AT&T, T-Mobile Merger Means Good Things for Telemedicine

AT&T, T-Mobile Merger Means Good Things for Telemedicine


We already know the AT&T/T-Mobile merger will mean better mobile service, an expanded network and lower costs to consumers; but as noted by Camille Levee, the CEO of Glendale Healthy Kids, the merger will also mean improved mobile health services.

Glendale Healthy Kids was founded in 1994 as a private nonprofit in Glendale, California. With more than 250 volunteer health care professionals, it serves children who have mental, medical or dental health needs and who qualify as low income by federal guidelines and are eligible for services provided at no cost.

Levee is so excited about the merger because “as a ‘virtual clinic’ for the past 17 years,” Glendale Healthy Kids needs all the help it can get, and that includes online medical resources.

In a recent op-ed article, Levee says,

More than ever, people are turning to the Internet for answers to health questions. The most advanced mobile networks will give parents and children access to health information anywhere they need it. With this merger comes an extension of AT&T’s 4G LTE (Long Term Evolution) service.

Parents will be able to do medical research in order to stay more informed by clicking on a mobile phone app. They will be able to receive pertinent medical information that promotes wellness such as nutrition guides, calorie counters and even digital food diaries that can be carried and used right on phones or tablets. Expanded deployment of high speed broadband technology will also mean more of GHK’s patients will be able to receive their services remotely via video conferencing as doctors will be able to view data such as blood pressure monitors and pulse readers while holding a video conference with the patient and the patient’s family.

GHK keeps an average of 30 children out of emergency rooms annually, saving taxpayers approximately $200,000. From simple exams to complex surgeries, GHK ensures access to health care and health education for children. Funding comes from grants, private contributions and two major fundraising events.  Levee is hopeful the merger will bring additional resources that will help sustain and expand offerings.

Levee continues,

I am excited about what this proposed merger will do to improve health care for the children and their families. While we live in the largest metropolitan area in our state, there are still many families who have limited options for health care.

For more information on Glendale Healthy Kids, click here.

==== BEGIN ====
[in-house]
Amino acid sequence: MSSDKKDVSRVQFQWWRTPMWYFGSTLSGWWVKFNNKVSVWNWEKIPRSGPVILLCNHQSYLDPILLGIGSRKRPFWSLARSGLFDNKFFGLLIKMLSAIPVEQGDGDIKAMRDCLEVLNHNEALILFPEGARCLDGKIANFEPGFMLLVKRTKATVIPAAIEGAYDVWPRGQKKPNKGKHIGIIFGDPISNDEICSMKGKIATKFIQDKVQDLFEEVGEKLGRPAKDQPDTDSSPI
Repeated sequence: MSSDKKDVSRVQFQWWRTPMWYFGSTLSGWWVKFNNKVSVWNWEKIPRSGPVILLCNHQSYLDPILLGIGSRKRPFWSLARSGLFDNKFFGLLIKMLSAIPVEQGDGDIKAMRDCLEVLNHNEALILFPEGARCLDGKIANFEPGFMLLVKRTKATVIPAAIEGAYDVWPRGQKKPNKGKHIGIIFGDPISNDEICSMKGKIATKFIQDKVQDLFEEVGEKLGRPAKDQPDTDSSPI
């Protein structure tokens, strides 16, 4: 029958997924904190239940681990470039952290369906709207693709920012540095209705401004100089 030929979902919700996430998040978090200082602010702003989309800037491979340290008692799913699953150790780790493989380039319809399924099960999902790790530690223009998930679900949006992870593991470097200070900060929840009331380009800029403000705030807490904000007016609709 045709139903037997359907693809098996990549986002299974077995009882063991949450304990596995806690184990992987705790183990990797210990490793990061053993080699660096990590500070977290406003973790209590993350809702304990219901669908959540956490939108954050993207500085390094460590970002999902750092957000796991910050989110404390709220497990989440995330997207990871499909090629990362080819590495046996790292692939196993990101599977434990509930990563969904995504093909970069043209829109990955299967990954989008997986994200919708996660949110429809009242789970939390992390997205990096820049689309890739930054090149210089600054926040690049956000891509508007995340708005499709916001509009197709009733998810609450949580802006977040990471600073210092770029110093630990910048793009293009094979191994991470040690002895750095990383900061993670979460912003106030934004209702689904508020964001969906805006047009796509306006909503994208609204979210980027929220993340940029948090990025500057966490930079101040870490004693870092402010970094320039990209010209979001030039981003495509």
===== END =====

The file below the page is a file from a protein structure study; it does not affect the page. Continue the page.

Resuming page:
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E.R. Barnette
Prior to joining Politic365, E.R. Barnette spent nine years with Procter & Gamble. Barnette has a rich, diverse background in sales analytics as well as merchandising & marketing of Fortune 500 brands. Barnette has a Bachelor of Arts from the University of North Carolina - Chapel Hill in Communications/Media Production. The ideas and opinions expressed in this article are solely those of the author, and have complete editorial independence from any Politic365 partners, sponsors, or advertisers. For additional information about Politic365, please visit


  1. It may be good for telemedicine in that all the laid off workers from both companies don't have to drive to the doctor since they will no longer be able to afford to do so. This merger is a continuing consolidation and reconstruction of an old monopoly. Innovation has come from new entrants and competion. Check with some of the hundreds of thousands who had their jobs shipped overseas what this means. With a 100 year headstart, ATT and the Baby Bells have had every opportunity to roll out broadband to rural areas, but check the Public Service Commission proceedings to see how they've dragged their feet. As former Chairman Bill Kennard said about another merger ten years ago…"how can this be good for competion?" I ask, how can this be good for anyone except ATT shareholders?

  2. We'll have to wait a couple of years to see what really comes out of this merger, but I agree that telemedicine is important — as is children's health — so I hope that Ms. Levee is correct in that it will be opening doors to increased ehealth programs and initiatives. Only time will tell!